Monday, May 31, 2010

An Acute Case of Sequelitis: BATES MOTEL (1987)

To paraphrase James Karen's character in RETURN OF THE LIVING DEAD, "I have seen weird sequels come and I have seen weird sequels go." You can't really get more misguided and strange than BATES MOTEL (1987), a late 80s attempt to bring the PSYCHO mythos to the small screen after two pretty darn good sequels (PSYCHO II in '83 and PSYCHO III in '86).

The film opens in 1960 with Norman Bates being sentenced to spend his years in an insane asylum. Also at the asylum is an emotionally introverted ten year old boy named Alex West. Alex's only friend is his stuffed bird and his doctor (Robert Picardo) feels the best recourse of action to bring Alex out of his shell is to pair him up with fellow bird enthusiast Bates (really!). Cut to 27 years later and the grown up Alex (Bud Cort) learns his good friend Norman has passed away and left the soon-to-be-released Alex ownership of the Bates Motel. Released into the 80s wilds, Alex makes his way to his new abode and, after securing some financing from banker Tom Fuller (Gregg Henry), decides to keep the place and run it with new found friends Willie (Lori Petty) and Henry (Moses Gunn). This can mean only one thing - 80s house repair music montage as Alex decides the place needs a Southwestern make over (really!!!). But strange things keep happening as accidents plague the construction crews and dead bodies keep showing up on the grounds. Is Alex still crazy? Is the place haunted? Or is someone trying to keep him from making the motel a success?

As I mentioned earlier, I like both of the PSYCHO sequels. I think PSYCHO II is just about as good as sequel as one could expect 23 years later as it is respectful yet presents a new mystery integral to the events of the original. PSYCHO III came a few years later with star Anthony Perkins in the director's chair and, while the slasher elements are given heavier emphasis, he does well as a director, even throwing some nods to his old boss Hitchcock in there. So what better way to squash a solid trilogy than creating a goofy anthology TV series based on the famous location? Fantasy-based anthology shows were all the rage in the mid-80s thanks to series like Spielberg's AMAZING STORIES and the revivals of THE TWILIGHT ZONE and ALFRED HITCHCOCK PRESENTS, so, go on Hollywood, give it your best shot. Uh oh.

It seems only fitting that Hollywood would latch onto one of the most successful horror franchises at the time. The concept of weekly visitors bringing their own unique stories to the Bates Motel grounds actually has some promise. What couldn't have been expected (but should have severely been stopped) was writer-director Richard Rothstein's attempt to wedge super lame comedy into the mix. Seriously, can you think of a funnier gag than a guy being released from an insane asylum and having a confused conversation with a chicken billboard at a drive thru? It's funny cuz he doesn't know what is going on! Whooweee! And who casts Bud Cort and Lori Petty together (the poor sound guy) and then tries to stoke the romantic flames? And also lets thank Rothstein for having the brain damage to make mass murderer Norman Bates a sympathetic character right off the bat. Yeah, nobody can show a shy kid the meaning of life like a guy who kept his dead mother in the basement and wore her clothes! It is doubly confusing and disappointing because Rothstein had previously written the intense HUMAN EXPERIMENTS (1980) and the underrated kid-being-stalked flick DEATH VALLEY (1982)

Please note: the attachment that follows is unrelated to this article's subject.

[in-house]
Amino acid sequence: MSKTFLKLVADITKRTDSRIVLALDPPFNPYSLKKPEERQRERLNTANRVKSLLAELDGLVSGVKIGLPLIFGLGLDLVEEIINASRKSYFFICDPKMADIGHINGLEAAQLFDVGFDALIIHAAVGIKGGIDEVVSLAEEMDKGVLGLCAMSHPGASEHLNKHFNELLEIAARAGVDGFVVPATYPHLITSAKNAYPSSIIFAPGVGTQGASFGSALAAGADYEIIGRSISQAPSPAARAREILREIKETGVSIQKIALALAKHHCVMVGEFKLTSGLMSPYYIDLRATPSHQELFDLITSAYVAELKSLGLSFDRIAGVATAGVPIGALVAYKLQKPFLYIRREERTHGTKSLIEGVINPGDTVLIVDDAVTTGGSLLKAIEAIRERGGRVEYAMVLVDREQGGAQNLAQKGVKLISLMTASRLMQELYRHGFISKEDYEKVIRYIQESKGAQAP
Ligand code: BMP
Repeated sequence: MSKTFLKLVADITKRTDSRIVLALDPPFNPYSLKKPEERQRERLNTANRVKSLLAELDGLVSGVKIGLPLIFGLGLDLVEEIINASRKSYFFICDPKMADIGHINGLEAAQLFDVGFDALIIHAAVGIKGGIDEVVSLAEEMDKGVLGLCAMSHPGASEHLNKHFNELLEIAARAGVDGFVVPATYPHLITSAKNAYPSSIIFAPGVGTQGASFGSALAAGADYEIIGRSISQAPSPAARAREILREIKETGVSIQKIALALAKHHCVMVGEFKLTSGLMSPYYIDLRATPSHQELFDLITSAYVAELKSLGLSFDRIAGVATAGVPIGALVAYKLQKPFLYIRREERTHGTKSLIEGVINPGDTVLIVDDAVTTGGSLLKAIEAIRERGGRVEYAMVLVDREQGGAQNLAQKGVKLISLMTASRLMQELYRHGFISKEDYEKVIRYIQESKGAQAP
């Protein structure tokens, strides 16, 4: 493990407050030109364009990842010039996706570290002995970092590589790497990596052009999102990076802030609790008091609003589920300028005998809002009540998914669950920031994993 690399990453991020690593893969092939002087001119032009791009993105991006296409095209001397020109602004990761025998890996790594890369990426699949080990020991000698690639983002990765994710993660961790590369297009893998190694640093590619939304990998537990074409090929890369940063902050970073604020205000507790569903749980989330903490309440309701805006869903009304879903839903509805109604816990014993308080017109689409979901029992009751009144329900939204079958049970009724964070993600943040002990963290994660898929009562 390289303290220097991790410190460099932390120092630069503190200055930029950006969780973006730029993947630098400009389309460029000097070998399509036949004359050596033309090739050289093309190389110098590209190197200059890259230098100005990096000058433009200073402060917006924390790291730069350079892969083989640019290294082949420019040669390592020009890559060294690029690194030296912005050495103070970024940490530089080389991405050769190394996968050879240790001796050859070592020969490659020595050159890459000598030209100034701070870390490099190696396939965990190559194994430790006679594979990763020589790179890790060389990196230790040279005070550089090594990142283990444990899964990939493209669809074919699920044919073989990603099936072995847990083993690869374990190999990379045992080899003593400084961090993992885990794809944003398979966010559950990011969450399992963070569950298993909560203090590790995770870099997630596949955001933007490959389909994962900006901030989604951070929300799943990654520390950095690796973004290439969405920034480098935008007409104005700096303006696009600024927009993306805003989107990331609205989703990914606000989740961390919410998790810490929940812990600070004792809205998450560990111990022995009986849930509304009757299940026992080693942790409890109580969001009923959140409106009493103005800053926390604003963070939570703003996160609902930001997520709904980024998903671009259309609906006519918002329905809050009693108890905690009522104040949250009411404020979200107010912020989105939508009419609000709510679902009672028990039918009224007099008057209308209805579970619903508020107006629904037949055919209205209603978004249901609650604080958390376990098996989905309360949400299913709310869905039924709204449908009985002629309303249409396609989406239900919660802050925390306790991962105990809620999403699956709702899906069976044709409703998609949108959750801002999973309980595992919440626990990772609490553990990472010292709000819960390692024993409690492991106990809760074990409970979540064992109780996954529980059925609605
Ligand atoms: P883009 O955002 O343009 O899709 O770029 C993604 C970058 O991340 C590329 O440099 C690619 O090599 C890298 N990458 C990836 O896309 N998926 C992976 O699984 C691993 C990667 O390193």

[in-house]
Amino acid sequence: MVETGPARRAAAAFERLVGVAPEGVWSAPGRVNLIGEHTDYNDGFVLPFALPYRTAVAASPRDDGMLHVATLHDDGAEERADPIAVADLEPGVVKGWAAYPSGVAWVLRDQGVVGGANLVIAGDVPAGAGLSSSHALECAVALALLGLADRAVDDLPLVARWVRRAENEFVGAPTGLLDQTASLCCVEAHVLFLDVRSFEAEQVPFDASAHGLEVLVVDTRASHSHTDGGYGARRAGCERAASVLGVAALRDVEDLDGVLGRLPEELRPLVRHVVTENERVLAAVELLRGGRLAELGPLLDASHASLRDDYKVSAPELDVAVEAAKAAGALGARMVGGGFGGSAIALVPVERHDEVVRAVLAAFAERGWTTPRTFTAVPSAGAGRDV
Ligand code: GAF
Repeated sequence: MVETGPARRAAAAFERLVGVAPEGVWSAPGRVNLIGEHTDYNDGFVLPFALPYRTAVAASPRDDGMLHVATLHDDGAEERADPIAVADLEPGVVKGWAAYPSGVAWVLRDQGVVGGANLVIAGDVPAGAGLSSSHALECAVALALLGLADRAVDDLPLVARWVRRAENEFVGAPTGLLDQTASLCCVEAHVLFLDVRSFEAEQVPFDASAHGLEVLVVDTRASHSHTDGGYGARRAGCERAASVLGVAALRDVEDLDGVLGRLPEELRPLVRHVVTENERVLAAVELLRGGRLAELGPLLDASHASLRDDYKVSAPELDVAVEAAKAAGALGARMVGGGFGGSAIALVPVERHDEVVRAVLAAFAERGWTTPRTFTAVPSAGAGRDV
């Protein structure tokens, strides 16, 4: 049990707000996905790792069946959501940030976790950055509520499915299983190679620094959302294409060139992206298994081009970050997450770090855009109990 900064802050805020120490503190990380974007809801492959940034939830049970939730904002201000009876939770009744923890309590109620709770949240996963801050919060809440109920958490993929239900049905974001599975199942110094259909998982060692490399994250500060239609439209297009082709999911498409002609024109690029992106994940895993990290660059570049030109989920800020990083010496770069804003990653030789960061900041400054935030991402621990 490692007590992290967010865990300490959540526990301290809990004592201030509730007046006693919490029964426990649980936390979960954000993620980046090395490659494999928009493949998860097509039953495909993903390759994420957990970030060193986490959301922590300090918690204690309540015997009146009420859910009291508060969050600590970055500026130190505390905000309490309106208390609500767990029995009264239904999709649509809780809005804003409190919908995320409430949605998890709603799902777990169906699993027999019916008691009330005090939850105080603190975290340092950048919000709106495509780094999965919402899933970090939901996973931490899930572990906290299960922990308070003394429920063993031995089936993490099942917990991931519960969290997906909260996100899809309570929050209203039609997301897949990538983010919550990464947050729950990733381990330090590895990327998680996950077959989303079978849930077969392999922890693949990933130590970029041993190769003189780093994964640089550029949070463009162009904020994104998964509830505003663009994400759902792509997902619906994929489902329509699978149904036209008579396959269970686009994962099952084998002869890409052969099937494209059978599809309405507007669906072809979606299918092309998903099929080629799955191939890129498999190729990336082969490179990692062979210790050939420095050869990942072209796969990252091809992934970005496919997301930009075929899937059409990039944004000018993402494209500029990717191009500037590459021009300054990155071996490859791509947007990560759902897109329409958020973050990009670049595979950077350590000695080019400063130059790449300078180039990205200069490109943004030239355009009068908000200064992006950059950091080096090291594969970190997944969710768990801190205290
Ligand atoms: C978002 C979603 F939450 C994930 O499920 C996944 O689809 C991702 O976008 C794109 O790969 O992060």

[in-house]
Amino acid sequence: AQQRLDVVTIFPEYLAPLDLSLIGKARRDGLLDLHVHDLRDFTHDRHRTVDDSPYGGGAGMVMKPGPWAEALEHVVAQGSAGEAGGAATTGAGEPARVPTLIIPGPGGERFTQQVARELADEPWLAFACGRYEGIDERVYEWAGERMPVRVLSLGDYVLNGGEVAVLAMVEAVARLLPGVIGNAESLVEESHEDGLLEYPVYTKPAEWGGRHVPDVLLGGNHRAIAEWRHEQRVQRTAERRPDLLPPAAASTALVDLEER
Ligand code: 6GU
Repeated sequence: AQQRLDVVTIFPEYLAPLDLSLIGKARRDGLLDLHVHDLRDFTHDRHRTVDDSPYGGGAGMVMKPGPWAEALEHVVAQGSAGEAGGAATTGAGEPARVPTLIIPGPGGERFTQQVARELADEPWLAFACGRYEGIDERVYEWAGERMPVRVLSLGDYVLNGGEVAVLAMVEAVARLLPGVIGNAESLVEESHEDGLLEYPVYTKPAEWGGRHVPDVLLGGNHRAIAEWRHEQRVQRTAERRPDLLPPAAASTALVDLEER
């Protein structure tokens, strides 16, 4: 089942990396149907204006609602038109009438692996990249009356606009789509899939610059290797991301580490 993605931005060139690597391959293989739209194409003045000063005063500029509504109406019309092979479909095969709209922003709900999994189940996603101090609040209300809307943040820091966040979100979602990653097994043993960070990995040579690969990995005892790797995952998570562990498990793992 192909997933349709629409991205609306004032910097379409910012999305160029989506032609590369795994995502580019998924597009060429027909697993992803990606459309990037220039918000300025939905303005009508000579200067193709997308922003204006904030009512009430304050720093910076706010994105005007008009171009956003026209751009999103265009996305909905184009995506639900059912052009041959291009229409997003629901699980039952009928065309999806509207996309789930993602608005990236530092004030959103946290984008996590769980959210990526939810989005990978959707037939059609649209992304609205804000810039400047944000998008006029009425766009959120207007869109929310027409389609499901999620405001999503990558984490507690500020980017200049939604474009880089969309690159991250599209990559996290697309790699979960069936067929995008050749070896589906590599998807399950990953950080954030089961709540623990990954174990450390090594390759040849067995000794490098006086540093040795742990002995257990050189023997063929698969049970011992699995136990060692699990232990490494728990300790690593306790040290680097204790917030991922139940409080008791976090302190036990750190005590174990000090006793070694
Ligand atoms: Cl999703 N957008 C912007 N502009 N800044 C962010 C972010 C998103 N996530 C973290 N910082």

Not that the plot is any great shakes to begin with. You can guess the villain solely by the fact that this character is introduced and then rarely shown again. I've had more investigative and mysterious games of Clue. And while I tend to throw this line out there a lot, the climax is truly a SCOOBY DOO ending as the mystery villain you guess 20 minutes in appears in a monster get up and has their mask ripped off to reveal their identity. Ruh-row! This pilot also gives viewers a glimpse of what the potential TV series would have been like at roughly an hour in when suicidal Sally (Khrystyne Haje) checks in but soon finds her self destructive ways changed by a chance encounter with some ghost 50s teenyboppers (including Jason Bateman). So not only has the Bate Motel gotten a horrific make over, but the grounds are apparently a passageway for supernatural activity now. The show ends with Cort addressing the camera and asking folks to stop by for a visit every week. Thankfully, the viewers stayed away and this never got off the ground as a TV series. Whew, made it all the way through the review without one Master Bates joke! On the plus side, look for George "Buck" Flower as, what else, a vagrant.

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